In mice, a high-fat maternal diet protects against Alzheimer’s in the offspring.
Neanderthals ranged into western Iran.
Among Chinese seniors living in an elderly community, higher LDL predicts lower rates of dementia.
Heated canola oil worsens gut inflammation.
Episode 368: Bela Gandhi: Host Elle Russ chats with dating expert Bela Gandhi.
Episode 369: Q&A with Brad: Host Brad Kearns answers questions about gaining weight on keto, a military success story, and more.
Primal Health Coach Radio, Episode 24: Andrew Sillitoe comes on the podcast to discuss practicing what you preach, structuring effective client offers, and the importance of taking action.
Each week, select Mark’s Daily Apple blog posts are prepared as Primal Blueprint Podcasts. Need to catch up on reading, but don’t have the time? Prefer to listen to articles while on the go? Check out the new blog post podcasts below, and subscribe to the Primal Blueprint Podcast here so you never miss an episode.
Because it has a few grams of saturated fat, olive oil misses out on a “healthy” rating in Australia.
Extreme athletes tend to have bad teeth.
Peter wonders if “loss of the gene for lipoprotein lipase, or similar loss, might not have been a big deal when humans lived by eating elephants. Or even until corn oil took off as a cholesterol lowering scam.”
I agree with some of these “healthiest pantry staples” on Amazon.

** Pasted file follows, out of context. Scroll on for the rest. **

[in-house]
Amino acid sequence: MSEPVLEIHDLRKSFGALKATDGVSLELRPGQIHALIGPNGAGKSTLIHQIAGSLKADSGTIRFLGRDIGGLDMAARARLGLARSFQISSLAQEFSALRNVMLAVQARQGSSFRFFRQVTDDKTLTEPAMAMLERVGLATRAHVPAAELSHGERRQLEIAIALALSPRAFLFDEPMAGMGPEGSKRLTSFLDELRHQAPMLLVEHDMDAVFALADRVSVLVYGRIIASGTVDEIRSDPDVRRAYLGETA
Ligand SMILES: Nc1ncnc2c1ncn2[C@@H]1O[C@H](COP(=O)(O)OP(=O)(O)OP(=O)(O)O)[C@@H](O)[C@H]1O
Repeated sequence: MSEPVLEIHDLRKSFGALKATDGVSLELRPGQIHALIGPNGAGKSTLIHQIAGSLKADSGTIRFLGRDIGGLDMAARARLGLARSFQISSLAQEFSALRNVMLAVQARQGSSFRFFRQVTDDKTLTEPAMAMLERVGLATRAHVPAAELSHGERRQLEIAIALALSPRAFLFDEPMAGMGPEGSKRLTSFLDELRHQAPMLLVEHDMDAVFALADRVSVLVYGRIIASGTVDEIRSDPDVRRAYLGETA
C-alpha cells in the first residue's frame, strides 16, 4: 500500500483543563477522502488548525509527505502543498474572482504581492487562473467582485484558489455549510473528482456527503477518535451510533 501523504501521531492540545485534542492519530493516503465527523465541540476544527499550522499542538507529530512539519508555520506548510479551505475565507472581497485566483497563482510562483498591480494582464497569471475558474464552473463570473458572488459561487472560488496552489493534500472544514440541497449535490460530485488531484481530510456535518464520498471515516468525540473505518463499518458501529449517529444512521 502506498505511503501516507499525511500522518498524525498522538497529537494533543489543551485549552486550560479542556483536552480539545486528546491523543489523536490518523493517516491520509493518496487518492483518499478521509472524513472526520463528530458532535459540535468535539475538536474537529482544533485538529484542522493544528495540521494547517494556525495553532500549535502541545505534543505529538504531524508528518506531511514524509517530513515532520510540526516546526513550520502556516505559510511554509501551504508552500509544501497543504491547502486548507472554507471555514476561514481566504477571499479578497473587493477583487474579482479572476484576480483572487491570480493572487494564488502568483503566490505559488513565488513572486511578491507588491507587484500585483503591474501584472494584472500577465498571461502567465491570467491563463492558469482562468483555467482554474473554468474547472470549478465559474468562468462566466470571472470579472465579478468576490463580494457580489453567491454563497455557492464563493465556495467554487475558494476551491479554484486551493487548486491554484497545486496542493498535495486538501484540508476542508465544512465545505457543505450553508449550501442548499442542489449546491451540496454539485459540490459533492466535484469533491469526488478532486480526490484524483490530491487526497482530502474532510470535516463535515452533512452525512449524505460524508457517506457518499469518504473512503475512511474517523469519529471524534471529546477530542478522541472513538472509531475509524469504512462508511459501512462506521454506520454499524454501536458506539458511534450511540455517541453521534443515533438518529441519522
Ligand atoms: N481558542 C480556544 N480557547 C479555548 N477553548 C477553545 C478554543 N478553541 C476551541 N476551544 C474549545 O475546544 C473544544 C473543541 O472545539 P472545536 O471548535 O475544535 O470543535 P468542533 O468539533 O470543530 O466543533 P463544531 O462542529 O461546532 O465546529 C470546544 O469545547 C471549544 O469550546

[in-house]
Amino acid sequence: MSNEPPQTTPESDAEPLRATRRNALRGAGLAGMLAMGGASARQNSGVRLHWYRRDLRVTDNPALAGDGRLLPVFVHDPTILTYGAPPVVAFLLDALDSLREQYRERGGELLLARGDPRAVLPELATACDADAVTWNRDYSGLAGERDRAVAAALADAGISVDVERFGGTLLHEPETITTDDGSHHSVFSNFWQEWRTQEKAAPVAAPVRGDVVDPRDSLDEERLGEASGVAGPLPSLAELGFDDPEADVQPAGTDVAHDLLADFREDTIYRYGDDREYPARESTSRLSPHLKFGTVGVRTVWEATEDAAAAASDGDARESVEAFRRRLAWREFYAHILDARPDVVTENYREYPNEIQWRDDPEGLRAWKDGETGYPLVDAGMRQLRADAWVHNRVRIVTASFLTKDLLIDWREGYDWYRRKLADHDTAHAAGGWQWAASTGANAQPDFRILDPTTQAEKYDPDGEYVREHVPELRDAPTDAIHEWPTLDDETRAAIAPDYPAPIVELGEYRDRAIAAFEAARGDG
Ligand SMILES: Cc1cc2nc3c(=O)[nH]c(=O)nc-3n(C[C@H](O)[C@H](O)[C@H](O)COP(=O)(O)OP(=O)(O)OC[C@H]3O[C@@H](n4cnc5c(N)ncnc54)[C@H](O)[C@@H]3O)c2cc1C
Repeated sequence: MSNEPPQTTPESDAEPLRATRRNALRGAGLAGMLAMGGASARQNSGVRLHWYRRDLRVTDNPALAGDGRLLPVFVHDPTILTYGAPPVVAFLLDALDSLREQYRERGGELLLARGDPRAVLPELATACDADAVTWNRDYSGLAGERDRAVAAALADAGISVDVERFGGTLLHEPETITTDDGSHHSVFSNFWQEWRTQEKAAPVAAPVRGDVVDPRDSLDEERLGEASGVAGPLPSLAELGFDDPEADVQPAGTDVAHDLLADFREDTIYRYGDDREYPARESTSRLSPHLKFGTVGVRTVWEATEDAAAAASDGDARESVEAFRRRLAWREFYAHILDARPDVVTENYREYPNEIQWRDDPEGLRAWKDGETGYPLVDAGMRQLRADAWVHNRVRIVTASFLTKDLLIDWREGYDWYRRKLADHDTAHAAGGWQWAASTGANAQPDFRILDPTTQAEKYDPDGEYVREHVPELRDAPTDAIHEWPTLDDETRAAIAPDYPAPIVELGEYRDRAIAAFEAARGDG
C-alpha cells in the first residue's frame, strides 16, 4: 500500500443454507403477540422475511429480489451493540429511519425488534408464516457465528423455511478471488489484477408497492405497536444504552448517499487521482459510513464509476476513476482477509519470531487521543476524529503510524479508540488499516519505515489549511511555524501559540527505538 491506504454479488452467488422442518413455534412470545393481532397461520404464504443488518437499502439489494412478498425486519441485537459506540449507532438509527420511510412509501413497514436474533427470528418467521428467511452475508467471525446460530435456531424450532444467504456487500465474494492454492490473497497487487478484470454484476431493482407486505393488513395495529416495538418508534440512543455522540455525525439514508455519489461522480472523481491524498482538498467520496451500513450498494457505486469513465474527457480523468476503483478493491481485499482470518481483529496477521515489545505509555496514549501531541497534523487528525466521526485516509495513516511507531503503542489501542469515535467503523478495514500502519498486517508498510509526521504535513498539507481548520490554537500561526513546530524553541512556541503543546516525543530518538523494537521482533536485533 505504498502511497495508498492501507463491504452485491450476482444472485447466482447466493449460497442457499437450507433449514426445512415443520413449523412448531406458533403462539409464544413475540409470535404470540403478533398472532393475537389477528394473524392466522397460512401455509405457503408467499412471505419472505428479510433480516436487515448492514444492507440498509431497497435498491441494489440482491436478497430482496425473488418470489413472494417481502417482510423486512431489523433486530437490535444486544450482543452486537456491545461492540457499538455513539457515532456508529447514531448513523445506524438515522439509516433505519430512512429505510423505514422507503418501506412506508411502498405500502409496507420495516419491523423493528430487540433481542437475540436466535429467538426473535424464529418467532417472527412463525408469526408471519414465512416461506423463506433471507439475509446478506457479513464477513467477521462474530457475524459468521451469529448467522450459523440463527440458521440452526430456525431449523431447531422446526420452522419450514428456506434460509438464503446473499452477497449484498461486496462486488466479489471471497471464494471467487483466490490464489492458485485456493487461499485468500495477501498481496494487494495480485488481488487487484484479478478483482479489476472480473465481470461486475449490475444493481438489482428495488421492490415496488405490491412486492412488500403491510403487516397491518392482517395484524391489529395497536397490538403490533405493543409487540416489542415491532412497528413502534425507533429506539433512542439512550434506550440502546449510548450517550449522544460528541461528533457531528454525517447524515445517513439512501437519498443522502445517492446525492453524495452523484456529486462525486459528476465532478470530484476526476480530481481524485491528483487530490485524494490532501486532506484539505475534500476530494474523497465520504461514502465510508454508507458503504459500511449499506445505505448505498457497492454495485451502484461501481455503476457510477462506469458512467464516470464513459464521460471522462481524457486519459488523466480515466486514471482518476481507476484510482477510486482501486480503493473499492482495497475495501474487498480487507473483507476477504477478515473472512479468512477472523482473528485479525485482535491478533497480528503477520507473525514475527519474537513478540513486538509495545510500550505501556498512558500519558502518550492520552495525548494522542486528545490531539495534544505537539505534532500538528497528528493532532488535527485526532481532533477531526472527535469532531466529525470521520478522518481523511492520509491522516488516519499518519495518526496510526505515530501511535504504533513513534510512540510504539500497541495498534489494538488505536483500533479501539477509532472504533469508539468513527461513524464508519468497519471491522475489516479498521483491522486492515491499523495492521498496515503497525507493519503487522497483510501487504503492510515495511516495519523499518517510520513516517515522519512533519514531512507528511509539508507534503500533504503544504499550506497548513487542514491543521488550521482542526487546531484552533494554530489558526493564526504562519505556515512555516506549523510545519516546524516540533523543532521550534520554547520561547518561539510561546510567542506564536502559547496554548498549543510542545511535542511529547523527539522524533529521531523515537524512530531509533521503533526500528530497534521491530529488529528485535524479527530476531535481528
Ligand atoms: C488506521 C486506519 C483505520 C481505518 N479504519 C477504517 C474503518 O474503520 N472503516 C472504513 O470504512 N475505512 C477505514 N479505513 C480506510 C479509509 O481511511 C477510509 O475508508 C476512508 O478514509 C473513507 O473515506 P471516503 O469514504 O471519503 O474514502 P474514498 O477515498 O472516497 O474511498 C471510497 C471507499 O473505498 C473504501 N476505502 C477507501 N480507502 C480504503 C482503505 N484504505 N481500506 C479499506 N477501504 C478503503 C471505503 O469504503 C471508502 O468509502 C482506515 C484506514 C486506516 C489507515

Interesting thread on atherosclerosis.
Turkish beekeeper makes lemonade.
Dutch consumers form a “people’s farm.” Good idea.
Study result that people need to hear: Protein intake has no effect on kidney function in healthy adults.
Concept I found interesting: Human emotions as personal narratives. And how aging affects the narratives we create for ourselves.
I can see it now: Statins for crows.
ATM I’d use: Salmon ATM.
This was a cool podcast: The ultimate lipid podcast with Dave Feldman and Siobhan Huggins.
Have you noticed a shift in the way people in everyday life approach health, fitness, diet, and lifestyle?
One year ago (Aug 25– Aug 31)
“Good work Mark – Why is TMAO linked to kidney and heart disease?
The TMAO that is soi linked is being made from trimethyl-lysine, TML.
TML is formed in the body when cells are trying to make carnitine,
If this doesn’t happen, the TML can be converted to TMAO.
TML seems to be a better predictor of heart disease as TMAO.
It looks to me that TMAO can be a sign of diseases that lead to carnitine insufficiency, rather than the other way round
– Great work, George. You always find interesting connections.